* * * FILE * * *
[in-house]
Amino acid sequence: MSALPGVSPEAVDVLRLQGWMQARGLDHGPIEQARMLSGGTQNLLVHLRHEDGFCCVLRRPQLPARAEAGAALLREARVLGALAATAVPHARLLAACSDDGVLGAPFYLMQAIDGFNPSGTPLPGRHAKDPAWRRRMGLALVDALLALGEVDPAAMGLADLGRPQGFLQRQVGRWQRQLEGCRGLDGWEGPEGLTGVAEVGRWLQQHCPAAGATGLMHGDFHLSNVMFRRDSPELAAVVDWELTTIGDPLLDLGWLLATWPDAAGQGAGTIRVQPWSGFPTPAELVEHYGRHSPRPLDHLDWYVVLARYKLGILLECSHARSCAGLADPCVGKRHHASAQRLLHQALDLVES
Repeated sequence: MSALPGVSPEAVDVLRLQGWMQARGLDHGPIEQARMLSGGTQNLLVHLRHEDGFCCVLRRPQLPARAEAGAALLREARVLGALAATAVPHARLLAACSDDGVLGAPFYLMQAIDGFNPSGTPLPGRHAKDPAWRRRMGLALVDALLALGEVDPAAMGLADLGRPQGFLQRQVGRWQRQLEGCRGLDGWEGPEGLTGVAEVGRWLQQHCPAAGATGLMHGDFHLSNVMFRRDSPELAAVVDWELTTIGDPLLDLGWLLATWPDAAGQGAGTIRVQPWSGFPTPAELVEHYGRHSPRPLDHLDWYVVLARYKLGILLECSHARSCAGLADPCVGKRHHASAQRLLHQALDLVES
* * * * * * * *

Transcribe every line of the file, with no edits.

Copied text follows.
[in-house]
Amino acid sequence: MSALPGVSPEAVDVLRLQGWMQARGLDHGPIEQARMLSGGTQNLLVHLRHEDGFCCVLRRPQLPARAEAGAALLREARVLGALAATAVPHARLLAACSDDGVLGAPFYLMQAIDGFNPSGTPLPGRHAKDPAWRRRMGLALVDALLALGEVDPAAMGLADLGRPQGFLQRQVGRWQRQLEGCRGLDGWEGPEGLTGVAEVGRWLQQHCPAAGATGLMHGDFHLSNVMFRRDSPELAAVVDWELTTIGDPLLDLGWLLATWPDAAGQGAGTIRVQPWSGFPTPAELVEHYGRHSPRPLDHLDWYVVLARYKLGILLECSHARSCAGLADPCVGKRHHASAQRLLHQALDLVES
Repeated sequence: MSALPGVSPEAVDVLRLQGWMQARGLDHGPIEQARMLSGGTQNLLVHLRHEDGFCCVLRRPQLPARAEAGAALLREARVLGALAATAVPHARLLAACSDDGVLGAPFYLMQAIDGFNPSGTPLPGRHAKDPAWRRRMGLALVDALLALGEVDPAAMGLADLGRPQGFLQRQVGRWQRQLEGCRGLDGWEGPEGLTGVAEVGRWLQQHCPAAGATGLMHGDFHLSNVMFRRDSPELAAVVDWELTTIGDPLLDLGWLLATWPDAAGQGAGTIRVQPWSGFPTPAELVEHYGRHSPRPLDHLDWYVVLARYKLGILLECSHARSCAGLADPCVGKRHHASAQRLLHQALDLVES